Democratic trends in 2017 and crisis of political rights and civil liberties

Report map illustrates the status of democracy in 195 countries around the globe in 2017 Report map illustrates the status of democracy in 195 countries around the globe in 2017 © Freedom House

4 March 2018
Freedom House Report "Freedom in the World" illustrates global democratic trends in 2017, depicting a crisis scenario.

Freedom House has recently published the “Freedom in the World” report, which considers the trends in democracy around the globe in 2017 and elaborates ratings for political rights and civil liberties, by evaluating the state of freedom in 195 countries and 14 territories. States are classified as “Free”, “Partially Free” or “Not Free”.

According to the renowned NGO, 2017 has been the worst of the last decade in terms of human rights related to democracy principles: the democracy is facing a crisis as well as the values it represents - fair elections, freedom of the press, and the rule of law –, which are under assault. In fact, partially free countries which had hopes to become democracies turned into authoritarian rule.

Even consolidated democracies are subject to domestic problems such as social and economic disparities, political fragmentation, populism, terrorism. The increasing waves of refugees weakened the existing alliances and augmented the fear of the “different”. In these countries, youngsters are losing faith as well as interest in democratic systems.

The worsening conditions of corrupt and repressive States lead to an increase in economic and security risks, global and regional instability and violent extremism. According to Freedom House, even the current situations within big global players contributed to the negative trends of democracy.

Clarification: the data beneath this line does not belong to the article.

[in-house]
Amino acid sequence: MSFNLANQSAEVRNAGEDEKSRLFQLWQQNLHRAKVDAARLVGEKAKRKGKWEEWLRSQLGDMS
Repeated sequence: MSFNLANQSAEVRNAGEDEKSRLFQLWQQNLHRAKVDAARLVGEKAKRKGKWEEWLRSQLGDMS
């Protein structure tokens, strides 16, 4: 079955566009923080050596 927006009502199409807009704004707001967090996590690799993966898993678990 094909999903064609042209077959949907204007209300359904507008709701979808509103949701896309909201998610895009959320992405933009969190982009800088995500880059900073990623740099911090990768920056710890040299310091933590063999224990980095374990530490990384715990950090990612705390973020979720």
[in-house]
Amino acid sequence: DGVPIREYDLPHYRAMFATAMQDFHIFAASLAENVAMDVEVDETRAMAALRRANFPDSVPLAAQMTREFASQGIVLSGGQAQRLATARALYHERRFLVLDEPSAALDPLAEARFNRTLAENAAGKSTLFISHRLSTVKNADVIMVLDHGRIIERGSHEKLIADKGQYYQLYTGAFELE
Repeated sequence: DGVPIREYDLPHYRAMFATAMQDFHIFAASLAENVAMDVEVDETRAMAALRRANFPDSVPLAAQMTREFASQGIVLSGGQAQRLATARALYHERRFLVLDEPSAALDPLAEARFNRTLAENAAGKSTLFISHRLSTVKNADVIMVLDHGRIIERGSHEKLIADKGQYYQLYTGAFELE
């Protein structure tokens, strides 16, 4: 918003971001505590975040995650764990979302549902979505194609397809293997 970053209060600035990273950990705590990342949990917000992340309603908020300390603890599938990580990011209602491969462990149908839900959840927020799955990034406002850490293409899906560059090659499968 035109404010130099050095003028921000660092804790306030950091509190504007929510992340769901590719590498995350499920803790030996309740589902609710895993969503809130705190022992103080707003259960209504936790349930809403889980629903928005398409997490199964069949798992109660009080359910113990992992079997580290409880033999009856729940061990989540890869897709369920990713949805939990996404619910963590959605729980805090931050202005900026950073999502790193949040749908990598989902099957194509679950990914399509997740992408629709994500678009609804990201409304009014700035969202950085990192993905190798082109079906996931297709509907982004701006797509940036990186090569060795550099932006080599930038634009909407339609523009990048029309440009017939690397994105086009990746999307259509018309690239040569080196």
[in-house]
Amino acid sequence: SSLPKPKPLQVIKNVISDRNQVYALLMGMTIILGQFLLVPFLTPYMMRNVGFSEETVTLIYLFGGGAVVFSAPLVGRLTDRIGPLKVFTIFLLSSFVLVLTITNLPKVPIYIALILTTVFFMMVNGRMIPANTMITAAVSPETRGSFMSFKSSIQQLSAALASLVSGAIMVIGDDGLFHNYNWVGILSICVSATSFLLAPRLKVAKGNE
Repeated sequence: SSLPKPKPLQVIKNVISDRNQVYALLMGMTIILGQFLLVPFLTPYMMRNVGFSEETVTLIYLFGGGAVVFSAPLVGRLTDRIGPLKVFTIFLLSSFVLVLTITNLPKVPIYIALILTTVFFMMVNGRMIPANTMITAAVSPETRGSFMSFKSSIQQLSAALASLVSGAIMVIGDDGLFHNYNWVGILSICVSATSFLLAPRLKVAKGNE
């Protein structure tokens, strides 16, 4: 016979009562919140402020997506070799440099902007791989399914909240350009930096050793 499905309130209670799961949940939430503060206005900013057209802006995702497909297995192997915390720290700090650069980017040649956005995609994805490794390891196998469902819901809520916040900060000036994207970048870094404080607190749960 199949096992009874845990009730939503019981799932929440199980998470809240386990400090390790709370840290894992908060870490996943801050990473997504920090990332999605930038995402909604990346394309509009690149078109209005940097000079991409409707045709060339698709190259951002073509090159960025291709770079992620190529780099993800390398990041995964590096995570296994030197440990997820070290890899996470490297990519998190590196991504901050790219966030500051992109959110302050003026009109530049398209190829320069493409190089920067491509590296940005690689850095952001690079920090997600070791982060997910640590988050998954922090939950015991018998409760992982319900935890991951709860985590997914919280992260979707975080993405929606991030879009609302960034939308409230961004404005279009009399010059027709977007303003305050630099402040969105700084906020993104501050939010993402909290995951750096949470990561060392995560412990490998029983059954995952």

Firstly, the United States has experienced a democratic decline since the first year of Trump’s mandate, through attacks to the press as well as hostility and scepticism towards multilateralism on one hand, and expressions of admiration towards dictators on the other.

Meanwhile, China and Russia stick to internal repression, politicised courts and predetermined elections to maintain order internally while expanding their autocratic and antidemocratic influence abroad.

Turkey has been recently labelled as “Not Free” country; this is due to the escalation of its assault on media, political parties and the judiciary system, as well as the violence against the Kurdish community.

Yet, despite the fact that positive trends are in minority, some can still be found at regional level.

In the Asia Pacific region, antidemocratic forces are on the march, first of all due to the ethnic cleansing of Muslim Community Rohingya in Myanmar, but nonetheless for its regional neighbours’ actions (Cambodia, Hong Kong, Maldives, North Korea). Sparkles in the dark are Timor Leste and Nepal, which seem to be improving their human rights conditions quite fast.

In Eurasia and Europe, the situation does not look bright, as more and more countries appear to be rejecting democratic norms to turn into extremist, far-right values and/or human rights violations (e.g. Armenia, Kyrgyzstan, Azerbaijan, Ukraine, France, Germany, Netherlands, Austria, Hungary, Poland, and Serbia).

The Middle East and North Africa area distress even more, since authoritarian rulers are not losing ground (Saudi Arabia, Egypt) and long-running conflicts keep being perpetuated (Syria, Yemen, Libya). Tunisia, which has been “Free” for few years, now risks going back to rogue again.

In Sub-Saharan Africa, the DRC, South Sudan and Burundi are not willing to refrain from the use of violence. Similarly, Tanzania and Kenya keep not respecting basic democratic principles, while beacons of optimism surged in Gambia and Uganda.

In the Americas, Bolivia, Honduras, Nicaragua, Mexico and Venezuela haven’t shown any democratic improvement, whereas there has been some significant sign of resilience within Ecuador, Argentina and Colombia.


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